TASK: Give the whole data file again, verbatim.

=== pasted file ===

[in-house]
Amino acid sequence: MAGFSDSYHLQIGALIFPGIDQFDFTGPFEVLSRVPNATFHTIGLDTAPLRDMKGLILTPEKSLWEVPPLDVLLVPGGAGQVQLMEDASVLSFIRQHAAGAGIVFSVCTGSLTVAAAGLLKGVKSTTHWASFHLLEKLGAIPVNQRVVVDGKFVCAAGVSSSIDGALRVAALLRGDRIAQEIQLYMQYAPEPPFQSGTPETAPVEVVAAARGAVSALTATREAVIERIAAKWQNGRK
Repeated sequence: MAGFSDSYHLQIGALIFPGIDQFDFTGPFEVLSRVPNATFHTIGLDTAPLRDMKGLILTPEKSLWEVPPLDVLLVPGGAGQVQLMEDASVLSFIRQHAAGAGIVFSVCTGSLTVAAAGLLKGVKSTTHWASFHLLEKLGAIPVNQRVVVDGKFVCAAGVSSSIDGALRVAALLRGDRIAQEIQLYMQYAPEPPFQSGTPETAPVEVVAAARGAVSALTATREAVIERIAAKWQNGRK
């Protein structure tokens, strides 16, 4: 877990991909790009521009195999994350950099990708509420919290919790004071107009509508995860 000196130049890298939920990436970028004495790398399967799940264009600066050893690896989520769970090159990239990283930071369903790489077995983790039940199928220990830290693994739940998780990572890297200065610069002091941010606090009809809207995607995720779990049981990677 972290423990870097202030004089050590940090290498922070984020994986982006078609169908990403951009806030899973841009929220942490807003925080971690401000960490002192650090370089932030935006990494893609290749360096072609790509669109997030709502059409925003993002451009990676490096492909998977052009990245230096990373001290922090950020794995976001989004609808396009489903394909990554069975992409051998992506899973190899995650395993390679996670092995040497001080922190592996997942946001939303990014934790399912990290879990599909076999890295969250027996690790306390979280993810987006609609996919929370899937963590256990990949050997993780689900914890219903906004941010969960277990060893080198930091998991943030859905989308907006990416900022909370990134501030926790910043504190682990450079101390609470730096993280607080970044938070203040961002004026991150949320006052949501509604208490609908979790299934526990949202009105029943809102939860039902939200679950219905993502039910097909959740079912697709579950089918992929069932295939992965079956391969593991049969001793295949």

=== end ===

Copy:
[in-house]
Amino acid sequence: MAGFSDSYHLQIGALIFPGIDQFDFTGPFEVLSRVPNATFHTIGLDTAPLRDMKGLILTPEKSLWEVPPLDVLLVPGGAGQVQLMEDASVLSFIRQHAAGAGIVFSVCTGSLTVAAAGLLKGVKSTTHWASFHLLEKLGAIPVNQRVVVDGKFVCAAGVSSSIDGALRVAALLRGDRIAQEIQLYMQYAPEPPFQSGTPETAPVEVVAAARGAVSALTATREAVIERIAAKWQNGRK
Repeated sequence: MAGFSDSYHLQIGALIFPGIDQFDFTGPFEVLSRVPNATFHTIGLDTAPLRDMKGLILTPEKSLWEVPPLDVLLVPGGAGQVQLMEDASVLSFIRQHAAGAGIVFSVCTGSLTVAAAGLLKGVKSTTHWASFHLLEKLGAIPVNQRVVVDGKFVCAAGVSSSIDGALRVAALLRGDRIAQEIQLYMQYAPEPPFQSGTPETAPVEVVAAARGAVSALTATREAVIERIAAKWQNGRK
């Protein structure tokens, strides 16, 4: 877990991909790009521009195999994350950099990708509420919290919790004071107009509508995860 000196130049890298939920990436970028004495790398399967799940264009600066050893690896989520769970090159990239990283930071369903790489077995983790039940199928220990830290693994739940998780990572890297200065610069002091941010606090009809809207995607995720779990049981990677 972290423990870097202030004089050590940090290498922070984020994986982006078609169908990403951009806030899973841009929220942490807003925080971690401000960490002192650090370089932030935006990494893609290749360096072609790509669109997030709502059409925003993002451009990676490096492909998977052009990245230096990373001290922090950020794995976001989004609808396009489903394909990554069975992409051998992506899973190899995650395993390679996670092995040497001080922190592996997942946001939303990014934790399912990290879990599909076999890295969250027996690790306390979280993810987006609609996919929370899937963590256990990949050997993780689900914890219903906004941010969960277990060893080198930091998991943030859905989308907006990416900022909370990134501030926790910043504190682990450079101390609470730096993280607080970044938070203040961002004026991150949320006052949501509604208490609908979790299934526990949202009105029943809102939860039902939200679950219905993502039910097909959740079912697709579950089918992929069932295939992965079956391969593991049969001793295949």